While employed at one of the city’s popular retail chains, Madison Nardy, an immunocompromised South Philadelphian who cares for her sick mother, worked hours so unpredictable that it was difficult, if not impossible, to schedule a doctor’s appointments or take time off for self-care.
With little advance notice of her shifts given, Nardy, a Temple student and now board member of the organizing group One Pennsylvania, struggled to arrange the bimonthly wellness checkups both her and her mother required.
She couldn’t use vacation time, which employees only accrued after one year of service, and had limited sick hours — a week’s worth, which Nardy needed to save for emergencies.
Like many low-wage, retail, and service shift-workers in America, Madison Nardy felt like management put a target on her back. Sometimes management would schedule her to open the store only six hours after working the closing shift, the stress of which became overwhelming for Nardy.
Studying was impossible, and, at one point, she considered dropping out of school.
“[It] brought extreme amounts of stress on me and actually caused me to be diagnosed with anxiety disorder,” Nardy said. “I would have panic attacks and I would have to go in the bathroom just to calm myself down and escape this reality of being a working-class person.”
A diverse group of thousands of working-class activists spent years pushing back against a system of irregular hours so egregious that shift workers can’t schedule appointments, go to school, find child care, or predict their pay.
With ultimate reforms such as raising the minimum wage trapped in the gridlock of Harrisburg, advocates like Nardy and organizations like One Pennsylvania lobbied City Council for a series of reforms that would make things easier for and give dignity back to retail, service, and hospitality workers. Passed in December 2018, Philadelphia’s Fair Workweek law gives those who work for qualified employers the right to a predictable schedule.
The law was a big win for workers in Philadelphia, passing despite opposition from area employers and business-friendly constituencies in City Hall. But when the COVID-19 pandemic hit, decimating the service and retail sectors — a struggle that continues to this day — officials delayed its implementation.
Now, amid new pandemic-era worker solidarity movements, Philadelphia’s Department of Labor works overtime to spread information about the city’s Fair Workweek law.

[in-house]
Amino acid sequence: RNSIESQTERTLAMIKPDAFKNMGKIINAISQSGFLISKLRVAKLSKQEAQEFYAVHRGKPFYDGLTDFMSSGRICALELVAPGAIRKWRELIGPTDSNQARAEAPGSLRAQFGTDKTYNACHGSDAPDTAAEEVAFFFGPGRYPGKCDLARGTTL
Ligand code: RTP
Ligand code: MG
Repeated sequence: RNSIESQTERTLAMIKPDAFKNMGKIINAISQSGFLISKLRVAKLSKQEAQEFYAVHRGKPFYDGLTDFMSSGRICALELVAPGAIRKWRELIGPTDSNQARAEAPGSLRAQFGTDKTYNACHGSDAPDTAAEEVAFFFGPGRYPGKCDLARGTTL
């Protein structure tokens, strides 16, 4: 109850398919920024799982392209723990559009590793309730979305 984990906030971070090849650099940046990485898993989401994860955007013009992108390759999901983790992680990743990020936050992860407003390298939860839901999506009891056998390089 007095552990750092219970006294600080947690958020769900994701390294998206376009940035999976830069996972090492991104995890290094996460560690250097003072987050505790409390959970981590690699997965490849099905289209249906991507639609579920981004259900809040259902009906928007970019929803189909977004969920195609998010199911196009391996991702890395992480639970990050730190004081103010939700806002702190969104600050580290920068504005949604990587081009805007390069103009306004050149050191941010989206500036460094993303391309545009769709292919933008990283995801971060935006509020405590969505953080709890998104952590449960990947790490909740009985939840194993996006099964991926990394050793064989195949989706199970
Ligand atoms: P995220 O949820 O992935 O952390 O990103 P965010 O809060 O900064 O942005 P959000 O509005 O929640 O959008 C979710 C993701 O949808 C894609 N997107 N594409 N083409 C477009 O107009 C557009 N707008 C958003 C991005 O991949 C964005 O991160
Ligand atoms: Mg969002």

“The law does require a posting in the workplace,” Candace Chewning said. Chewning, the strategic enforcement and communications director for the Office of Worker Protections, explained that her office recently completed a survey with partner organizations examining area workers’ knowledge and understanding of Fair Workweek, with results to be released soon.
“We work with a lot of community and labor unions, and those folks have a lot of direct connections to workers covered under the law. So folks are hearing about it that way.”
“Our office offers employer compliance support, so we do proactively do outreach to employers covered under the law,” she continued.
Under Philadelphia’s Fair Workweek law, retail, service, and hospitality workers who work for qualified employers, those with 250 or more employees and at least 30 locations worldwide — think big-box stores or chain restaurants — are now required to have predictable schedules.
When first hired, a new employee must receive what’s called a “Good-Faith Estimate,” meaning employers must, in writing and good faith, state how many hours a person can expect to work in 90 days and how many, if any, on-call shifts they can expect. Workers also have a right to a 14-day advance schedule; nine hours of rest between shifts; and a right of first refusal, meaning employers can’t hire new employees before offering work to current ones, as stated by law, by posting the shift opening in an accessible location for 72 hours.
Should management change or cancel a schedule without proper notice, workers now have a right to “predictability pay,” or one hour of pay at the employee’s current rate. Predictability pay is not given for worker-initiated changes to a schedule. Franchise, temp agency, and undocumented employees are, in most cases, covered by the law should they work for a qualified employer.
The Fair Workweek law is one of several passed throughout the country in recent years, though organizers say that Philadelphia’s worker-led effort is one of the most comprehensive.
According to Chewning, the law is working as hoped, with several employees already winning damages for unfair scheduling practices under the law, including a much-publicized incident at an area Target earlier this year. But, as progressive as Fair Workweek is, organizers argue that there is room for improvement.
Nadia Hewka, a senior attorney at Community Legal Services who heads up the Vulnerable Workers Project, notes that leaving small businesses out of the law also meant leaving out those who work for such employers.
“I think that it would be great if everyone could get the protections of the Fair Workweek law and get advanced notice of schedules,” she said. “There could be future expansions of the law to cover more workplaces.”
And according to Madison Nardy, the fight doesn’t stop there.
“We need a national Fair Workweek too,” she said. “Because every single worker in this country deserves a fair workweek. But not only that, we also need to raise the minimum wage.”
Philadelphia retail, service, or hospitality workers interested in more information on Fair Workweek or those who think their employer may have committed a violation can contact the Philadelphia Department of Labor at [email protected] or 215-686-0802.